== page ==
Seminar | January 26 | 2-3 p.m. | 60 Evans Hall
Prof. Ali Javey, UC Berkeley / LBNL, EECS
Two-dimensional (2-D) semiconductors exhibit excellent device characteristics, as well as novel optical, electrical, and optoelectronic characteristics. In this talk, I will present my laboratory's recent advancements in defect passivation, contact engineering, surface charge transfer doping, ultrashort transistors, and heterostructure devices of layered chalcogenides.
We have developed a defect passivation technique that allows for observation of near-unity quantum yield in monolayer MoS2. The work presents the first demonstration of an optoelectronically perfect monolayer. Forming Ohmic contacts for both electrons and holes is necessary in order to exploit the performance limits of enabled devices while shedding light on the intrinsic properties of a material system. In this regard, we have developed different strategies, including the use of surface charge transfer doping at the contacts to thin down the Schottky barriers, thereby, enabling efficient injection of electrons or holes.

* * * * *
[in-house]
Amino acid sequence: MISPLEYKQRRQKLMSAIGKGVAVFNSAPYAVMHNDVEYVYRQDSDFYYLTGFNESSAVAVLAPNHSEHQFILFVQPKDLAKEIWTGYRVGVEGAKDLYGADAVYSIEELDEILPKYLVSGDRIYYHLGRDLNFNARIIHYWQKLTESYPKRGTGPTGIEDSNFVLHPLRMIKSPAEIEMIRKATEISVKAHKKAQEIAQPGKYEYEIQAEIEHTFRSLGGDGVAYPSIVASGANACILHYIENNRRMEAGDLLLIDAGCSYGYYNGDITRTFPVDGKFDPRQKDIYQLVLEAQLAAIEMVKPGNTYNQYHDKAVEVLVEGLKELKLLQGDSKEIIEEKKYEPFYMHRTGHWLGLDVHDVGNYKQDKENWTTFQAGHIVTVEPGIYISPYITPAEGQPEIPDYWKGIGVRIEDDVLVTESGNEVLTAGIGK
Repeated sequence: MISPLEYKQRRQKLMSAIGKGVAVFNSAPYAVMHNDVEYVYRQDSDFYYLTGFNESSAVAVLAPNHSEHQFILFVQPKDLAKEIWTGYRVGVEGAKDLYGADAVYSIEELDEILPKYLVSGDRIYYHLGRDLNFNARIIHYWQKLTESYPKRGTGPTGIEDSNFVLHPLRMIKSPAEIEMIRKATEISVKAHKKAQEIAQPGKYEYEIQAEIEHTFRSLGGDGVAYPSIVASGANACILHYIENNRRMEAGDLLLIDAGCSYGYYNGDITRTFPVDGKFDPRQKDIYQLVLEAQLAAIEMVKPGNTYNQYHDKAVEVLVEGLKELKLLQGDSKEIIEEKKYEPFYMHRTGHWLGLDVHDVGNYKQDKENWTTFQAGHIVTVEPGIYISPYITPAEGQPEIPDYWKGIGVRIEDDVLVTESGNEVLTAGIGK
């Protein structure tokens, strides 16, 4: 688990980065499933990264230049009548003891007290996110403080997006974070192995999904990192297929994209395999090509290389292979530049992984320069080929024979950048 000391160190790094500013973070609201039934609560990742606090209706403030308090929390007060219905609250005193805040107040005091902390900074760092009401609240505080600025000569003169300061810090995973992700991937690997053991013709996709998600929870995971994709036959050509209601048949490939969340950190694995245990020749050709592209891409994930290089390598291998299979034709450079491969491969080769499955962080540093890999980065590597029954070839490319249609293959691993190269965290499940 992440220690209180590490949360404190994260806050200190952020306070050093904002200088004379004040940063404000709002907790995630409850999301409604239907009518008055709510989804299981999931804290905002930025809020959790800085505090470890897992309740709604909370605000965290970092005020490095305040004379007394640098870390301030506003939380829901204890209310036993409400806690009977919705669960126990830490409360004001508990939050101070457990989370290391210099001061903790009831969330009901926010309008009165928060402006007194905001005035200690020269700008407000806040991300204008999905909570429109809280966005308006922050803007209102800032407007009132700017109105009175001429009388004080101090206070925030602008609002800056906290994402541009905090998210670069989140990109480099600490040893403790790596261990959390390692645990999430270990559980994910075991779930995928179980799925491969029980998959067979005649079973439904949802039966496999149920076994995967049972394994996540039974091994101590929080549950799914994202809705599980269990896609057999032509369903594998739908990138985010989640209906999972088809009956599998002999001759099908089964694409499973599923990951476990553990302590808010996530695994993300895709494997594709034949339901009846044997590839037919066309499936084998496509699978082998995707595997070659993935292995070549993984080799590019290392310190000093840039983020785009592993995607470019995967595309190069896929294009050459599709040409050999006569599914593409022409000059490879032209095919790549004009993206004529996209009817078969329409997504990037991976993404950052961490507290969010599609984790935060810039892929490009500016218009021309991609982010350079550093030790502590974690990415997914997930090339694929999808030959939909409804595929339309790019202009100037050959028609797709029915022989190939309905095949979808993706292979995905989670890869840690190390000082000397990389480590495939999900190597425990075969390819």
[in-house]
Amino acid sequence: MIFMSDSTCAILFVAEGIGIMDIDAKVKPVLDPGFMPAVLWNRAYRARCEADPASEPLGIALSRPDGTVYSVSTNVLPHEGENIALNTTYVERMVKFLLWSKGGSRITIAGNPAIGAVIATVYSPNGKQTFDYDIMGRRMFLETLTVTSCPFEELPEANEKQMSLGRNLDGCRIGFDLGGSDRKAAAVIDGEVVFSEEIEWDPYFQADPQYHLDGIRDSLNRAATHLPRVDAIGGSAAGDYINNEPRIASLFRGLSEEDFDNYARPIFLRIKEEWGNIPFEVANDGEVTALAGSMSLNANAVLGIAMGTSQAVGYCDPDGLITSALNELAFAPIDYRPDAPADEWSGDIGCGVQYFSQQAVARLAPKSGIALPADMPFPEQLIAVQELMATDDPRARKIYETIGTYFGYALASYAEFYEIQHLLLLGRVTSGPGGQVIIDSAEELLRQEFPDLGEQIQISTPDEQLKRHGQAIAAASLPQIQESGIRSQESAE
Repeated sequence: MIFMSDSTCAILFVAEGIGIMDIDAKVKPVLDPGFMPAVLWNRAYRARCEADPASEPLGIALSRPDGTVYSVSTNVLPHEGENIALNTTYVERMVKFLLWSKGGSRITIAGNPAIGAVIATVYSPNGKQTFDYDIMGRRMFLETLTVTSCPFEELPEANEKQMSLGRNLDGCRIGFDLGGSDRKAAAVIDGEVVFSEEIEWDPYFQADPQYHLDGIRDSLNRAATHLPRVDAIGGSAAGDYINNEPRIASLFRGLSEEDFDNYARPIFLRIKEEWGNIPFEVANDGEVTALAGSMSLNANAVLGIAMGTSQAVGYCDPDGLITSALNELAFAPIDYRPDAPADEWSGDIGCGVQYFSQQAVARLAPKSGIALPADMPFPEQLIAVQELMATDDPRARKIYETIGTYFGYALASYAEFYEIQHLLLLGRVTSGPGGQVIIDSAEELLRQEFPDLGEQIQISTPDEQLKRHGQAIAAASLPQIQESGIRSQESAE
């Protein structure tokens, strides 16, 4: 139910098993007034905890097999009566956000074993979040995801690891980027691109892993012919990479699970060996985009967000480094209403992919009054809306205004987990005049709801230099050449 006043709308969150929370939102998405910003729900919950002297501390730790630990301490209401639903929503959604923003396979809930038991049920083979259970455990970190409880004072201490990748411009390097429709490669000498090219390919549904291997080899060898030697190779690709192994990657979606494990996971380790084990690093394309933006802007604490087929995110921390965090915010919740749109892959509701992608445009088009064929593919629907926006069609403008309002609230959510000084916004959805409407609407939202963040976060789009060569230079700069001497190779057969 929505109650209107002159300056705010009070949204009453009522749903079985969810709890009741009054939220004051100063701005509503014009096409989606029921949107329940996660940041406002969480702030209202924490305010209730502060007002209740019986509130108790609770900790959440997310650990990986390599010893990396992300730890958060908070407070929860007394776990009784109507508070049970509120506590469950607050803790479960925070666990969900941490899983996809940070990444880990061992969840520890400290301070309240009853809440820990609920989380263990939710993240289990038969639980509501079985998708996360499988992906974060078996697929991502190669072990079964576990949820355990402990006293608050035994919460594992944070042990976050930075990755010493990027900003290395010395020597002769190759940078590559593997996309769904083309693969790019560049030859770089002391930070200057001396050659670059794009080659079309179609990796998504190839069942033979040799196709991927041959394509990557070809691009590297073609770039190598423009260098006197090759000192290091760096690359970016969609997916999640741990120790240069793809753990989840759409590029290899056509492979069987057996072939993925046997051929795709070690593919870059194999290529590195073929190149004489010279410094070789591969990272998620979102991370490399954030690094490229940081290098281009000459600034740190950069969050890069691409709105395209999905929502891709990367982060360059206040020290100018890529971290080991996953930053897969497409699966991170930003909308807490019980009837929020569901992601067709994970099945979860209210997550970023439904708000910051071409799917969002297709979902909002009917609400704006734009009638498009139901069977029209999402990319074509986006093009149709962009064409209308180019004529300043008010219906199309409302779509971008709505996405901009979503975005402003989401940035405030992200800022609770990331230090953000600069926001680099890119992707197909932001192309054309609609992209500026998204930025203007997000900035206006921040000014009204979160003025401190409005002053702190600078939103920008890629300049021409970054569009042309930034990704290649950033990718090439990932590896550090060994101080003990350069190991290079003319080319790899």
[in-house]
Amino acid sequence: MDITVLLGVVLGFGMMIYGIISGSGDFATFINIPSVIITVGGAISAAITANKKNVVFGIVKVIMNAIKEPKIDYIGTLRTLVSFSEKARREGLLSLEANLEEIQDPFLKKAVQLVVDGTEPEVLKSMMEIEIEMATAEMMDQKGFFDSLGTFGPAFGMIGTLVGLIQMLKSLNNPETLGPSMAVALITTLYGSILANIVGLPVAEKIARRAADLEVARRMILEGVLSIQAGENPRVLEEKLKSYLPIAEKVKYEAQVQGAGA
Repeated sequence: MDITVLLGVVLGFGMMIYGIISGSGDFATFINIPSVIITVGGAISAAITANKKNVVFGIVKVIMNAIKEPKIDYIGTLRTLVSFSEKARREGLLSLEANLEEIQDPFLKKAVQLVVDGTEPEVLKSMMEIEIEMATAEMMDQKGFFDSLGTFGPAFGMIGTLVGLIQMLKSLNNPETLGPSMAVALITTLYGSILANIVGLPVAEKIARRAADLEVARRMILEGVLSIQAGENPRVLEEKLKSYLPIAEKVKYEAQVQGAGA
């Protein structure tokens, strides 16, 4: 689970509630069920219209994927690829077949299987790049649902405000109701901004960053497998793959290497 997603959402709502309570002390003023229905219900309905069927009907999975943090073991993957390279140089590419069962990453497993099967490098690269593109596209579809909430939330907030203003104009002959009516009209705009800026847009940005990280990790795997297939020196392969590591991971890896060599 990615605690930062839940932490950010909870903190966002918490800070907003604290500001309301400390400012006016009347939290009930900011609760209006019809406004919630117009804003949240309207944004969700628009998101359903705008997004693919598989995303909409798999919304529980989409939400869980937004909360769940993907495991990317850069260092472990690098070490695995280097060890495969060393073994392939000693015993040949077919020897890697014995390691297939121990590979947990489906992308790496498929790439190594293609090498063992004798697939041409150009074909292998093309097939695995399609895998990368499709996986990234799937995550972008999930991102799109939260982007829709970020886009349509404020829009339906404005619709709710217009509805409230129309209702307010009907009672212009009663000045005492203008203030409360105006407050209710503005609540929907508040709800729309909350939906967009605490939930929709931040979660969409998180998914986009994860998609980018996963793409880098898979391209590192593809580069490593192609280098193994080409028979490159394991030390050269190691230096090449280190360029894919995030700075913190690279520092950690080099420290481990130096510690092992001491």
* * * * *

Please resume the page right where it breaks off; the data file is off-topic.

We have been able to show high performance n- and p-FETs with various 2D materials, including the demonstration of a FET with 1nm physical gate length exhibiting near ideal switching characteristics. Additionally, I will discuss the use of layered chalcogenides for various heterostructure device applications, exploiting charge transfer at the van der Waals heterointerfaces.